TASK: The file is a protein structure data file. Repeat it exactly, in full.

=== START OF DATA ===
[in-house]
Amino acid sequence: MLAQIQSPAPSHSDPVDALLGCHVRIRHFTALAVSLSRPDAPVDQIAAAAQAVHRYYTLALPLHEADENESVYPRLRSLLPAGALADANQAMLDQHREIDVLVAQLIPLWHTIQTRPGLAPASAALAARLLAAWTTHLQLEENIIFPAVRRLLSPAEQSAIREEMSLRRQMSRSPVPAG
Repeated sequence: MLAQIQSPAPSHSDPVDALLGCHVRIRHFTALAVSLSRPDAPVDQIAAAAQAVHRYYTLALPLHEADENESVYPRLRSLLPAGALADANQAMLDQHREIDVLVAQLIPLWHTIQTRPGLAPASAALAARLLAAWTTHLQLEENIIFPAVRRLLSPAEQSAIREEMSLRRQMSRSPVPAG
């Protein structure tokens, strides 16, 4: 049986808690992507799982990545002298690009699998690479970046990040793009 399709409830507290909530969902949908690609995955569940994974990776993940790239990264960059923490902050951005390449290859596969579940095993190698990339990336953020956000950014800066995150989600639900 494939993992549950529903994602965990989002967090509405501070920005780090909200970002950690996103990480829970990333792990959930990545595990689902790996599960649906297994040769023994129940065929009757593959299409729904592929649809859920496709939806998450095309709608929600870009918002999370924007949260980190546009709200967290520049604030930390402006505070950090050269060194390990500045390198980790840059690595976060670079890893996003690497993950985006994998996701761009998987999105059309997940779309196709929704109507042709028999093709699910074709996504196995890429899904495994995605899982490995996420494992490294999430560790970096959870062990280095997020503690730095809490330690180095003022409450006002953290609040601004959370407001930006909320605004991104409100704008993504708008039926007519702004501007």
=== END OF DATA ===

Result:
[in-house]
Amino acid sequence: MLAQIQSPAPSHSDPVDALLGCHVRIRHFTALAVSLSRPDAPVDQIAAAAQAVHRYYTLALPLHEADENESVYPRLRSLLPAGALADANQAMLDQHREIDVLVAQLIPLWHTIQTRPGLAPASAALAARLLAAWTTHLQLEENIIFPAVRRLLSPAEQSAIREEMSLRRQMSRSPVPAG
Repeated sequence: MLAQIQSPAPSHSDPVDALLGCHVRIRHFTALAVSLSRPDAPVDQIAAAAQAVHRYYTLALPLHEADENESVYPRLRSLLPAGALADANQAMLDQHREIDVLVAQLIPLWHTIQTRPGLAPASAALAARLLAAWTTHLQLEENIIFPAVRRLLSPAEQSAIREEMSLRRQMSRSPVPAG
């Protein structure tokens, strides 16, 4: 049986808690992507799982990545002298690009699998690479970046990040793009 399709409830507290909530969902949908690609995955569940994974990776993940790239990264960059923490902050951005390449290859596969579940095993190698990339990336953020956000950014800066995150989600639900 494939993992549950529903994602965990989002967090509405501070920005780090909200970002950690996103990480829970990333792990959930990545595990689902790996599960649906297994040769023994129940065929009757593959299409729904592929649809859920496709939806998450095309709608929600870009918002999370924007949260980190546009709200967290520049604030930390402006505070950090050269060194390990500045390198980790840059690595976060670079890893996003690497993950985006994998996701761009998987999105059309997940779309196709929704109507042709028999093709699910074709996504196995890429899904495994995605899982490995996420494992490294999430560790970096959870062990280095997020503690730095809490330690180095003022409450006002953290609040601004959370407001930006909320605004991104409100704008993504708008039926007519702004501007």